What the new Gravitational Waves discovery means for the future of Astronomy
October 17, 2017
Washington Post - In August, for the first time ever, scientists witnessed the electromagnetic
lightning and gravitational gusts from the stormy collision of two neutron stars in
a distant galaxy. The cosmic cataclysm created a “kilonova” — a phenomenon that had
never been seen before — and the observations by both traditional telescopes and gravitational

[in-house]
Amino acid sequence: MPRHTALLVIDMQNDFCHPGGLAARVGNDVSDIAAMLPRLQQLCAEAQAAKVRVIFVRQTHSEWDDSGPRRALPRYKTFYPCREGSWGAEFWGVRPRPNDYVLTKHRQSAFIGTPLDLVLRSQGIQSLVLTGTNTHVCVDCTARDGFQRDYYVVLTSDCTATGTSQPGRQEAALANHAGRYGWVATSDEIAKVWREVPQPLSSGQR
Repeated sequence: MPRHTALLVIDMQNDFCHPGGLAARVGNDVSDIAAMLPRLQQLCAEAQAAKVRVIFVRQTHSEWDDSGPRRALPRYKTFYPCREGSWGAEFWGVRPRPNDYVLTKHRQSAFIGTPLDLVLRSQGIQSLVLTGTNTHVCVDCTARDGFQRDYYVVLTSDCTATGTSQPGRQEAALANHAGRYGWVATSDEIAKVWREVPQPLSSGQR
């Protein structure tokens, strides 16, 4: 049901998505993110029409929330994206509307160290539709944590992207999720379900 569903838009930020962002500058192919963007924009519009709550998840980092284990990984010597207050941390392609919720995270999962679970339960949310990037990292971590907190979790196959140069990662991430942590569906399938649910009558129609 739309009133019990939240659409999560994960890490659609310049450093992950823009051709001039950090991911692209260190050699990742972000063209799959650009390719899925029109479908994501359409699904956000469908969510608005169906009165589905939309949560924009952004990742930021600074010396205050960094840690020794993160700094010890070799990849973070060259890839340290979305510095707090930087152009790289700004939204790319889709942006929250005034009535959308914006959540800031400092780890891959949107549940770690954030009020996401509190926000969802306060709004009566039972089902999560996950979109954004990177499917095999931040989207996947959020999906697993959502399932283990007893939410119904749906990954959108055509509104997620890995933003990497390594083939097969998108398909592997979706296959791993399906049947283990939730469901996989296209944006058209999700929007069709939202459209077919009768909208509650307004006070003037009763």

wave detectors heralded a new era for science. In the years to come, astrophysicists
will use two “messengers” to understand the universe: electromagnetism and gravity.
Something similar happened in radio wavelengths: The first radio signal from the jet
didn't arrive on Earth until 16 days after the gravitational wave detection, according
to Texas Tech University astronomer Alessandra Corsi, and it could linger in the sky
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